Bring on the Wonder

Since it’s relatively shiny and new, here are a few words of explanation about the title of the blog.

I’ve been ruminating about the concept of Wonder lately. Not Wonder as in “hmm…” More like Wonder, synonymous with Awe or even Beauty. It seems to me that a certain kind of Wonder, that of the memorable, knock-you-on-your-kiester variety, is in short supply the older I get. It’s like as a kid, every day was full of these kinds of moments, but somehow, as I creep past 30 (maybe creep’s not the best choice of words here), the days slip by without a trace of Wonder. And as a writer, this is cancer. For as long as I can remember, these are the stories that crawled inside my heart and dug down deep to become entrenched in my soul, the kinds that were drenched in Wonder. I remember the feeling of raw Wonder at Aslan’s explanation that there is a “magic deeper still” upon rising from the dead in C.S. Lewis’ The Lion, the Witch, and the Wardrobe. It was as if I had just realized that the rules had suddenly changed. Something in my guts started pulsing faster and  harder with excitement at this realization.

I think Wonder rises unbidden inside us as children, but there are too many other hands inside us shoving it down as we grow older. The strongest of these, I think, might be Maturity, the act-your-age prompting we have drilled into us.But Wonder and Maturity are not mutually incompatible. In fact, Wonder might be the only thing which remains to save us from Maturity driving us to Cynicism and a stagnation of the soul. It’s why I’m a storyteller. Maybe I have more in common with the wide-eyed kid than the narrow-minded adult.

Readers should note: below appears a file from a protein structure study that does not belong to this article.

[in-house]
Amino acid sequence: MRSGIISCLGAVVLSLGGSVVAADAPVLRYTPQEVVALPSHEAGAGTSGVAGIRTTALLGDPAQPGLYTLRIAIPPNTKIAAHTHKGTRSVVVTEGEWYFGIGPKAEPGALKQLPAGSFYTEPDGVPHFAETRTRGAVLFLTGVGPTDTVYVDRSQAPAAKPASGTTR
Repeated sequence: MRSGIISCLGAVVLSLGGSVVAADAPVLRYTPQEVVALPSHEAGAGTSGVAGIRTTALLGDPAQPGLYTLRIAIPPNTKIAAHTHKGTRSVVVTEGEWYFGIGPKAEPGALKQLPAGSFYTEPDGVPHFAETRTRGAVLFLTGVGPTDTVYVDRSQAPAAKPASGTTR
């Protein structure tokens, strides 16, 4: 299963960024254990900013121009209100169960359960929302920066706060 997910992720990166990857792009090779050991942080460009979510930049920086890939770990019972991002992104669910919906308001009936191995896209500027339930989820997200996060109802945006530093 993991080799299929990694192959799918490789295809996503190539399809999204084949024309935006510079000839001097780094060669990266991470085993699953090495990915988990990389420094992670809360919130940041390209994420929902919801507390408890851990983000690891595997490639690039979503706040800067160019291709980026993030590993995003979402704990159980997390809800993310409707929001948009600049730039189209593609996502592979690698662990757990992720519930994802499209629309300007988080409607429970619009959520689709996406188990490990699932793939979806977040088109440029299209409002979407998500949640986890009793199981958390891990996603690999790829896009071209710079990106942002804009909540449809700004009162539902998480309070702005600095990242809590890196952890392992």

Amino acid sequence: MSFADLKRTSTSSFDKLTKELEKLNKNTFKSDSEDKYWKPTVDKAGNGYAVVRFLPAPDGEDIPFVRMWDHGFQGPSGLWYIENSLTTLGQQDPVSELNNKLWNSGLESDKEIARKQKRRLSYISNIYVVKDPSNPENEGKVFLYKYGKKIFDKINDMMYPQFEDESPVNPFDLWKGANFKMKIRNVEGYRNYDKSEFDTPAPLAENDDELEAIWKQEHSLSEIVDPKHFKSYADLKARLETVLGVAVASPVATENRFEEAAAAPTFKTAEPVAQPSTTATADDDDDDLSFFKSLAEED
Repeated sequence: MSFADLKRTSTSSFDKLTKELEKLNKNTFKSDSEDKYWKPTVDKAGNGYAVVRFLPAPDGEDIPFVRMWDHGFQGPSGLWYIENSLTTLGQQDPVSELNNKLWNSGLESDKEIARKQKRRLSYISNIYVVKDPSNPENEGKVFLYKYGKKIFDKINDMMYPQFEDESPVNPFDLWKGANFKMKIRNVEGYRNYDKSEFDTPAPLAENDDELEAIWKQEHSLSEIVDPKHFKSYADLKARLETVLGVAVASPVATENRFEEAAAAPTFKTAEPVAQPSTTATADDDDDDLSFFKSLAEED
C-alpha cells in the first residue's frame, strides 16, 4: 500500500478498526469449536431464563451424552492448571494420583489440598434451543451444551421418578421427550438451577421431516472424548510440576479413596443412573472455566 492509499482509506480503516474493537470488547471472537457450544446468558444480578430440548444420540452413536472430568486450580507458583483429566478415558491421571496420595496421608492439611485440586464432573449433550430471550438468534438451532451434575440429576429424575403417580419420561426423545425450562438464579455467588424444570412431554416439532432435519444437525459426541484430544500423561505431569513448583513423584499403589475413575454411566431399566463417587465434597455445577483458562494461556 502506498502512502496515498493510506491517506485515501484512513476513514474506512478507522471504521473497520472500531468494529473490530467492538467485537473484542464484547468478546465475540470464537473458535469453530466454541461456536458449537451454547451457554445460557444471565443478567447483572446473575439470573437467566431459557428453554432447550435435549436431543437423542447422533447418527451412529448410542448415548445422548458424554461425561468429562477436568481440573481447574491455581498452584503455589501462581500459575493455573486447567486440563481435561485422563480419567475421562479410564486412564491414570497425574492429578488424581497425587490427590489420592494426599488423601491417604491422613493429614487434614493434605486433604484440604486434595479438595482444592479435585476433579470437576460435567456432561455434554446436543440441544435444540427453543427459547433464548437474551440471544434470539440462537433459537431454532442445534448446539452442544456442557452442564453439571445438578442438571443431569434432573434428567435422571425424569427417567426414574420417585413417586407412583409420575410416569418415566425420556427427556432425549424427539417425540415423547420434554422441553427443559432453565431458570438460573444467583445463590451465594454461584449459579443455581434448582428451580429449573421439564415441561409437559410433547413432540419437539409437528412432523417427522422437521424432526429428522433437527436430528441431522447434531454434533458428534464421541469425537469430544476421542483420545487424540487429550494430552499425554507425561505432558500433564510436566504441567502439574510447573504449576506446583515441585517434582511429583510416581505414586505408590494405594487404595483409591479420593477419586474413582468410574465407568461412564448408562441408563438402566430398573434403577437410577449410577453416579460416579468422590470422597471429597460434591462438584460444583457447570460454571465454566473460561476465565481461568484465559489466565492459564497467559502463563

I see the image of young Carl Fredrickson in the opening frames of Pixar’s Wonderful film Up, as he stares wide-eyed at the movie screen, dreaming of the adventures he will take around the world, and it causes something inside me to vibrate. In a sense we’ve all been there. The only thing that separates us adults is whether or not a part of us stayed behind in the theater, or whether, like Carl and Ellie, we moved on and let life get in the way of Wonder. We all carry childhood with us. But I have to be be ready to listen to its voices at all times.

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